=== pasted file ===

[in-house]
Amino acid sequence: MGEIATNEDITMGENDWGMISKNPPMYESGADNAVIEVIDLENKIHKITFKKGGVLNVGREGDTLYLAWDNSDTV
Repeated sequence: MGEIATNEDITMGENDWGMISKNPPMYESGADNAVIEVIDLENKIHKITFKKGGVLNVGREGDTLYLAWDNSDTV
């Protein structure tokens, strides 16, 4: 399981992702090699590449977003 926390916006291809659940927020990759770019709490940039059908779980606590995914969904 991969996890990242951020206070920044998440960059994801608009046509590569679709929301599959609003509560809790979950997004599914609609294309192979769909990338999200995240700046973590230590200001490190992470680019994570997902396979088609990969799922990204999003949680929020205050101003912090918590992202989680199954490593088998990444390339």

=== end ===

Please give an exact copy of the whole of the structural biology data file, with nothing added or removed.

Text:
[in-house]
Amino acid sequence: MGEIATNEDITMGENDWGMISKNPPMYESGADNAVIEVIDLENKIHKITFKKGGVLNVGREGDTLYLAWDNSDTV
Repeated sequence: MGEIATNEDITMGENDWGMISKNPPMYESGADNAVIEVIDLENKIHKITFKKGGVLNVGREGDTLYLAWDNSDTV
């Protein structure tokens, strides 16, 4: 399981992702090699590449977003 926390916006291809659940927020990759770019709490940039059908779980606590995914969904 991969996890990242951020206070920044998440960059994801608009046509590569679709929301599959609003509560809790979950997004599914609609294309192979769909990338999200995240700046973590230590200001490190992470680019994570997902396979088609990969799922990204999003949680929020205050101003912090918590992202989680199954490593088998990444390339």